Brother Jonathan’s Images, No. 1. (Formerly Continental Images, by Gregory J. W. Urwin, Phd.

) Colonel Henry Beekman Livingston, 4th New York Regiment Artist: Charles Willson Peale Year: Circa 1778-1780 Collection: Smithsonian

Henry Beekman Livingston was born on November 9, 1750. He was the son of Judge Robert Livingston and Margaret Beekman. This scion of a politically prominent family grew up at Clermont Manor on the Hudson River . With the outbreak of the War of Independence, Livingston received an appointment as a captain in the 4th New York Regiment on June 28, 1775. That command had been authorized by the Continental Congress on May 25, 1775, to serve out the year. It consisted of ten companies drawn from Ulster , Duchess, Orange , and Suffolk Counties . The 1st, 2nd, 3rd, and 4th New York Regiments marched north to participate in the Rebel invasion of Canada . Captain Livingston was detached from his regiment in July to serve as an aide-de-camp to Brigadier General Richard Montgomery, a former officer of the British Army who had married the captain’s sister Janet on July 24, 1773. Livingston followed his brother-in-law to the gates of Quebec , where the latter fell trying to storm the city’s works on December 31, 1775. After that disaster, Livingston learned that Congress had voted to award him a sword worth $100 for his role in Montgomery ’s earlier victory at Chambly . Promoted to major, Livingston joined the staff of Major General Philip Schuyler in February 1776 and served again as an aide-de-camp until November of that year. New York raised a new 4th Regiment consisting of eight companies in the spring of 1776 to serve once again to the year’s end. The devastatingly successful campaign that General William Howe conducted to capture New York City taught Continental authorities the folly of short-term enlistments. The 4th New York Regiment was accordingly resurrected early in 1777 with men enlisted for three years or the duration. Henry Beekman Livingston had been named colonel of this third incarnation of the 4th New York on November 21, 1776. He would go on to lead the regiment through the Battle of Freeman’s Farm in 1777, the winter encampment at Valley Forge , and the Battle of Monmouth in 1778. Livingston resigned his commission and returned to civilian life on January 13, 1779. Colonel Livingston married Anne Hume Shippen, the daughter of Dr. William Shippen, on March 11, 1781. He would go on to live a long life, dying on November 5, 1831, at the age of eighty. In this magnificent portrait miniature by Charles Willson Peale, Colonel Livingston wears a white regimental coat with scarlet facings and lining. The coat’s buttons are gilt, and a gold epaulette adorns Livingston ’s right shoulder. (As a field officer, he probably also sports an epaulette on his left shoulder). He wears a white ruffled shirt with a white neck stock. Livingston ’s waistcoat, however, is scarlet, and it is trimmed down the front with gold lace and gilt buttons. The colonel wears his hair powdered and en queue with side curls. Livingston ’s portrait confirms the written record. In late 1778, the rank and file of the 4th New York Regiment received white coats with red facings and lining. In an additional touch of sartorial splendor, these garments had brass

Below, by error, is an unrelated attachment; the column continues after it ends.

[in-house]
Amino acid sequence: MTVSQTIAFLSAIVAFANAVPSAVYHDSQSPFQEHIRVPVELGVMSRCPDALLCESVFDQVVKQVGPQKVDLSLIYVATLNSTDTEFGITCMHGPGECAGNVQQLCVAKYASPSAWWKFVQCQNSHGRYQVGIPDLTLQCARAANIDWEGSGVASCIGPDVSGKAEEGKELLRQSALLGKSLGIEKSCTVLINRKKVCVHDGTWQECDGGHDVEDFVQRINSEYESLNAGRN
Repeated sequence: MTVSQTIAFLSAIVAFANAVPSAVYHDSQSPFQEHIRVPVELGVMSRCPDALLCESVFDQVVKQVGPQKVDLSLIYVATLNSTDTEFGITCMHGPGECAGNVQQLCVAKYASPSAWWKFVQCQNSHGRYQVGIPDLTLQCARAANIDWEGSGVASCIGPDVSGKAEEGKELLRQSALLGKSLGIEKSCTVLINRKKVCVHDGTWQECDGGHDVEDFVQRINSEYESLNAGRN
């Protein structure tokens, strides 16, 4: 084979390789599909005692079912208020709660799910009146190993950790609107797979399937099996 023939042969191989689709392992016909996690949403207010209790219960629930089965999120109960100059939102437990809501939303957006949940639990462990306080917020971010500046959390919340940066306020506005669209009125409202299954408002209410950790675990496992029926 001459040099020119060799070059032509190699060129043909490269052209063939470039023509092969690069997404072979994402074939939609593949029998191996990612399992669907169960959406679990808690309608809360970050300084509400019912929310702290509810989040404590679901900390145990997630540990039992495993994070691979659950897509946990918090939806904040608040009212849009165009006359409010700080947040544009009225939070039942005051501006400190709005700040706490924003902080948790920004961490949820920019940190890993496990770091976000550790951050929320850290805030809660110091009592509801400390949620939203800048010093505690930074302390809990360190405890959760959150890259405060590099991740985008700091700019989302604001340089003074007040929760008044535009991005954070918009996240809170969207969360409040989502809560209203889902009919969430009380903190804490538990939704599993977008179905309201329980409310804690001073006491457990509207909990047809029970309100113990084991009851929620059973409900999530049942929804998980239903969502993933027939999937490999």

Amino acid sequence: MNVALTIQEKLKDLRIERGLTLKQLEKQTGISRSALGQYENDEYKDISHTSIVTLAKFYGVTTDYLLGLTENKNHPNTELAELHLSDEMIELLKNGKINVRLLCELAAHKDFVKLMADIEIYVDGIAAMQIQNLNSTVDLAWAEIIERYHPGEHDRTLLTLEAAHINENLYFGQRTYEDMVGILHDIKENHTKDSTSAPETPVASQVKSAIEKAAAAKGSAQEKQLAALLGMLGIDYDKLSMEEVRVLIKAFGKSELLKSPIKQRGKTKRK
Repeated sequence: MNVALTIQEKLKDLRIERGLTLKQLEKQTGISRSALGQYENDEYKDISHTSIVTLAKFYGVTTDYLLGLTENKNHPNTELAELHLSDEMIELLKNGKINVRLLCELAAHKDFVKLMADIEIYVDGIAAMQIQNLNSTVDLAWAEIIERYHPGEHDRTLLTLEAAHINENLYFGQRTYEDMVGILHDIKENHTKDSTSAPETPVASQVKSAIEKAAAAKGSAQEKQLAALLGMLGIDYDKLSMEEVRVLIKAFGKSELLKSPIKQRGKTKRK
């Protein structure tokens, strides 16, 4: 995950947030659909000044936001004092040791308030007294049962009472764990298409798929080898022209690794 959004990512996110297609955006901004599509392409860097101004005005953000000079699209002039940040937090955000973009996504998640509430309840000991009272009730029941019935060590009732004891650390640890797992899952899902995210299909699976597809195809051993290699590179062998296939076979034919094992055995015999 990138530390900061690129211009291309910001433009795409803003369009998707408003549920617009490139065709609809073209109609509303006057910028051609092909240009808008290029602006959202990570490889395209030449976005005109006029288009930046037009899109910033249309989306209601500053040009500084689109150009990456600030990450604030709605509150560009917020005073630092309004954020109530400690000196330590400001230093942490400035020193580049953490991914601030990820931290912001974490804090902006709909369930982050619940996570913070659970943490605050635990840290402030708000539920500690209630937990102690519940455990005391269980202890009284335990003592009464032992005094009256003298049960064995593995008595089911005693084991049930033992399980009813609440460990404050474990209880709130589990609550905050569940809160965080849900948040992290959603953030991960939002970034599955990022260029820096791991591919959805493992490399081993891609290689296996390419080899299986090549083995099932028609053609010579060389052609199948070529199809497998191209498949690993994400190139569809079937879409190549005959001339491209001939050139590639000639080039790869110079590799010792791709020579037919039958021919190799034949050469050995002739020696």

buttons. The men were also issued coveralls and black felt caps with hair crests. The regiment’s armament consisted of French muskets. Livingston wears the version of this uniform that he and his officers purchased for themselves. For more on the 4th New York, see Don Troiani’s reconstruction of the lower ranks’ uniform and James Kochan’s accompanying text in Don Troiani’s Soldiers of the American Revolution (Mechanicsburg, PA: Stackpole Books, 2007), p. 120.

Brother Jonathan’s Images Consortium Neal T. Hurst John U. Rees R. Scott Stephenson Matthew C. White ________________________________________ (Series introduction below.)

(July 2012) Welcome to the military artwork series, Brother Jonathan’s Images. We will be following the same premise as Redcoat Images moderated by Dr. Greg Urwin (now nearing 1,900 installments). Greg began this new series, originally called Continental Images, in August 2010 with two contributions. His Redcoat Images project continued on and eclipsed the newcomer. Our small consortium thought that artwork showing the soldiers and uniforms of the fledgling republic’s military forces is well worth disseminating and we now continue with Dr. Urwin’s blessings. The series will cover the period 1753 to the end of 1799, the first date denoting George Washington’s rise in military service and the latter coinciding with his death after serving as commander-in-chief and first president of the United States. Images will include militia, officers (including foreign volunteers), and soldiers of the Confederation and early Republic. The narratives will focus on clothing and officers’ careers, but other pertinent information will be presented as well. Guest contributors will be considered, and anyone with information, images, or artwork sources they wish to share please email Neal Hurst at With that in mind, we hope to make this an informative and entertaining, as well as a collaborative effort. Our first installments will begin with Greg Urwin’s Continental Images Nos. 1 and 2, renamed Brother Jonathan’s Images to reflect the wider umbrella. Our initial contribution, No. 3, will immediately follow. ______________________ “The British were very civil, and indeed they generally were after they had received a check from Brother Jonathan for any of their rude actions.” Connecticut soldier Joseph Plumb Martin writing in his 1830 memoir of the October 1776 Battle of White Plains.

Sign up to vote on this title
UsefulNot useful